John MacLean: How He Became a Devils Legend

John MacLean became a club legend during his New Jersey Devils career, which included two Stanley Cups — one as a player and one as an assistant coach. The forward helped the Devils, once an underrated relocation franchise, grow into a bona fide NHL contender.

Devils head coach John MacLean
John MacLean as the Devils’ head coach, 2010. (THW Archives)

MacLean was a consistent scorer, recording 347 goals and 701 points as a Devil. He added 31 goals and 75 points in the Stanley Cup playoffs. The Oshawa, Ontario native twice represented the Devils in the NHL All-Star game.

MacLean: Devils’ First-round Pick in 1983

MacLean (born Nov. 20, 1964) was the Devils’ first-round pick in the 1983 Entry Draft. He went sixth overall. The club was new — it came into being after the Colorado Rockies had relocated to New Jersey in 1982. “I was going basically to an expansion team. The team wasn’t great at the time, but there was a lot of opportunity,” MacLean recalled on NHL.com in 2017.

John MacLean New Jersey Devils
John MacLean, New Jersey Devils, circa 1990 (Photo by Denis Brodeur/NHLI via Getty Images)

“I knew the Devils were probably going to take me, but you can never be quite sure. It was an exciting time to don the sweater. We started to get our identity as far as how to play and compete night in, night out. It was an exciting time for everybody.”

Related: The 8 best Defensive Forwards in Hockey History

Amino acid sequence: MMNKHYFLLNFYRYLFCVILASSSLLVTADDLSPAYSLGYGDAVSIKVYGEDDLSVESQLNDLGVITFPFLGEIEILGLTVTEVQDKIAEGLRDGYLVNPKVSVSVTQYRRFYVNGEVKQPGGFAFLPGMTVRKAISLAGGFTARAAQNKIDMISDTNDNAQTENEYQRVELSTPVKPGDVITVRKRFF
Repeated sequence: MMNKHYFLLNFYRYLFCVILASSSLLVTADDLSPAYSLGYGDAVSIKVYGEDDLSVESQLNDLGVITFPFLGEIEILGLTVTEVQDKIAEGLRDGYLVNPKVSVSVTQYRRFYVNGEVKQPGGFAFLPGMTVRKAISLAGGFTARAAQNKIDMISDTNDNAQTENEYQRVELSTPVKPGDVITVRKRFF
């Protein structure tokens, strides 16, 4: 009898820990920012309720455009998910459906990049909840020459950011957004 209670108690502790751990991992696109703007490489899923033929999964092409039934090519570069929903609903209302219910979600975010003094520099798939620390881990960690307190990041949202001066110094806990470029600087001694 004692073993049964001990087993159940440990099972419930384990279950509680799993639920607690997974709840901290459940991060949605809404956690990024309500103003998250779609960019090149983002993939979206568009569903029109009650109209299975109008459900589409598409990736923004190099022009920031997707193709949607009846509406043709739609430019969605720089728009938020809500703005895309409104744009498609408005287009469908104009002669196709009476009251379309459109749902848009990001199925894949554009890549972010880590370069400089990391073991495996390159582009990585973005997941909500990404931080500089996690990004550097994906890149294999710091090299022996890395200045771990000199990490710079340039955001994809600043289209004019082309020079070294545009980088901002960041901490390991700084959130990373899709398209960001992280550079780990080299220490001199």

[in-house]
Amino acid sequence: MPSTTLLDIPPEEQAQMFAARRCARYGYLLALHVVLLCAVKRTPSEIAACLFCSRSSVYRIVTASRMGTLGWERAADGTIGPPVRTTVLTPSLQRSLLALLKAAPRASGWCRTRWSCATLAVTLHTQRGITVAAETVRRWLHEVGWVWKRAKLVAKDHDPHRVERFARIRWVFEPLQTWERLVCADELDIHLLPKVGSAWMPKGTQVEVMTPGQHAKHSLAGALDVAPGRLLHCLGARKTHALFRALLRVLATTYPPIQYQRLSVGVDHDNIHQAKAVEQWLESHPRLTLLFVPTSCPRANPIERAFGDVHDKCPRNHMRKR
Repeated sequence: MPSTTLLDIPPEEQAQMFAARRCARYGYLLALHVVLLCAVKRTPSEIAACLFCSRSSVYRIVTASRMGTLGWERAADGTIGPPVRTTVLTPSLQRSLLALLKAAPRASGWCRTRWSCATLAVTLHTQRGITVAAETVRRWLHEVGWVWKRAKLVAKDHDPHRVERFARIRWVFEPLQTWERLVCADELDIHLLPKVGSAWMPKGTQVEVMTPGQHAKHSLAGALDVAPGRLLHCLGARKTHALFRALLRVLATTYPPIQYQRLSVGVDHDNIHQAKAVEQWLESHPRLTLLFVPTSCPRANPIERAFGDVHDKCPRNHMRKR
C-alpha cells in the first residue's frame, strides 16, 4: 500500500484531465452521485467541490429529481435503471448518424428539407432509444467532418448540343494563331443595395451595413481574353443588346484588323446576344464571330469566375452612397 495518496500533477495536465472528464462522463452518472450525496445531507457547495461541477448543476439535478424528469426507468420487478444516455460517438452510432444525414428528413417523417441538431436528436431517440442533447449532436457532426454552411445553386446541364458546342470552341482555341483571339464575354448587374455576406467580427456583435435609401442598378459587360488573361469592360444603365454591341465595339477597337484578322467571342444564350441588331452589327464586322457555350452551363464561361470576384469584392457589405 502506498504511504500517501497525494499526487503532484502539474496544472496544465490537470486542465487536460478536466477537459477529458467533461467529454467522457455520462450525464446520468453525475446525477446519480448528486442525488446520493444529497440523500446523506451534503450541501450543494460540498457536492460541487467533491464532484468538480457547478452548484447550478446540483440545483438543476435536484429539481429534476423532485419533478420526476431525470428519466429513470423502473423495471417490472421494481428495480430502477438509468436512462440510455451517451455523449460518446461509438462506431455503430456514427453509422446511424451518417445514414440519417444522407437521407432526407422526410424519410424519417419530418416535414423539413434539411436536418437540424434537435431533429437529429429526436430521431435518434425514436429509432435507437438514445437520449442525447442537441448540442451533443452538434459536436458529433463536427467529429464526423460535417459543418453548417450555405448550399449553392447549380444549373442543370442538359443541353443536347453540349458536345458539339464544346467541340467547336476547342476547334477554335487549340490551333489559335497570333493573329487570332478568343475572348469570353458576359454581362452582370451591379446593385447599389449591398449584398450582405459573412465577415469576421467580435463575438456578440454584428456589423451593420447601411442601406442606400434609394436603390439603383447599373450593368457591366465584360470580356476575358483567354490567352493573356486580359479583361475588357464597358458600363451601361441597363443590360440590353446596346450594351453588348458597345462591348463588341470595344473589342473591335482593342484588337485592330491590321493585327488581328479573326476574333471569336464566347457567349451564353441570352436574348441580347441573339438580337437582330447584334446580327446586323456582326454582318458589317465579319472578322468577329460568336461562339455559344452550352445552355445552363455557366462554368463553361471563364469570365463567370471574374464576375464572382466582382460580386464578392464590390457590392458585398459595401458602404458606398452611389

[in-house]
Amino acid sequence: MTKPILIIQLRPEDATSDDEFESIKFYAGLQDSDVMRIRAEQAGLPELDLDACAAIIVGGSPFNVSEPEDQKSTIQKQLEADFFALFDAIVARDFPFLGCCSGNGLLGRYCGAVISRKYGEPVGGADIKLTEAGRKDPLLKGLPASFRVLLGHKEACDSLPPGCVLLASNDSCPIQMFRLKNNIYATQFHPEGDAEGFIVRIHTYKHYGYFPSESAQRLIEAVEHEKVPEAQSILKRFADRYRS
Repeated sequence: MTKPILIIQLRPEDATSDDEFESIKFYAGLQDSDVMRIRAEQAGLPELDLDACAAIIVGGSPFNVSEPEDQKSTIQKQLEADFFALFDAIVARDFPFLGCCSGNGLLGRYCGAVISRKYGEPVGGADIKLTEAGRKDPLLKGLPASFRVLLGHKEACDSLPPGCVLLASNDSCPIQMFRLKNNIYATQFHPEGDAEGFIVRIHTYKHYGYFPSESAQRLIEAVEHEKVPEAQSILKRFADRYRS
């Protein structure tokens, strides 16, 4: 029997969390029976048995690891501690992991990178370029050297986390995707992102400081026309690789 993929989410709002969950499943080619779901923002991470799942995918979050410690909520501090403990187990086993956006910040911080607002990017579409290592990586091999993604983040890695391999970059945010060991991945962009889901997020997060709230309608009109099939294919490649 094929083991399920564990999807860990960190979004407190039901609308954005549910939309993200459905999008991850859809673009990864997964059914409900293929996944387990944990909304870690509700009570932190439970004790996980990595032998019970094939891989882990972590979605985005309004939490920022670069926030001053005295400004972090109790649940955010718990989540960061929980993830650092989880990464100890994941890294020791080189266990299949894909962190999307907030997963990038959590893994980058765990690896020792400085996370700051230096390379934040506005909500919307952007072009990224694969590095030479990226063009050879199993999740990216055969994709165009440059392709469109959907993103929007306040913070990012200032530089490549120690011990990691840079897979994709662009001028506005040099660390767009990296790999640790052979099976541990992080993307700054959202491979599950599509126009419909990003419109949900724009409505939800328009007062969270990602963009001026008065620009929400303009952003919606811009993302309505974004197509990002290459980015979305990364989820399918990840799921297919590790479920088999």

MacLean’s rookie season was underwhelming — one goal in 23 games — but much more was to come. In the next three seasons, he scored 13, 21, and 31 goals, respectively.

MacLean and the Famous Goal in 1988

MacLean scored hundreds of goals for the Devils, but few were as important as the one that saw the daylight on April 3, 1988. In an overtime game against the Chicago Blackhawks, he picked up a rebound and scored — taking the Devils to the playoffs for the first time in the club’s history.

In the playoffs, he showed no signs of slowing down, recording seven goals and 18 points. On the Devils, only Patrik Sundström did better with 20 points.

Things started to fly for MacLean after the first playoff spring. He accomplished three straight seasons with more than 40 goals (42, 41, and 45). Prior to the 1994-95 season, he had 278 goals and 559 points.

The Stanley Cup Run of 1995

The Devils, once called a Mickey Mouse organization by Wayne Gretzky, climbed to the top of the hockey world in 1995. Head coach Jacques Lemaire led the team to its first Stanley Cup.

In the conference quarterfinals, the Devils defeated the Boston Bruins (4-1) and in the semis, beat the Pittsburgh Penguins by the same margin. New Jersey then outlasted the Philadelphia Flyers in the Eastern Conference Final, 4-2.

In the Stanley Cup Final, the Devils swept the Detroit Red Wings. Among players who had played the entire season with the Devils, MacLean was the top scorer in the four-game series with one goal and four assists (Neal Broten, who was acquired by the Devils from the Dallas Stars in February, went 3-3-6). MacLean finished third in scoring for the Devils with five goals and 18 points in 20 playoff games.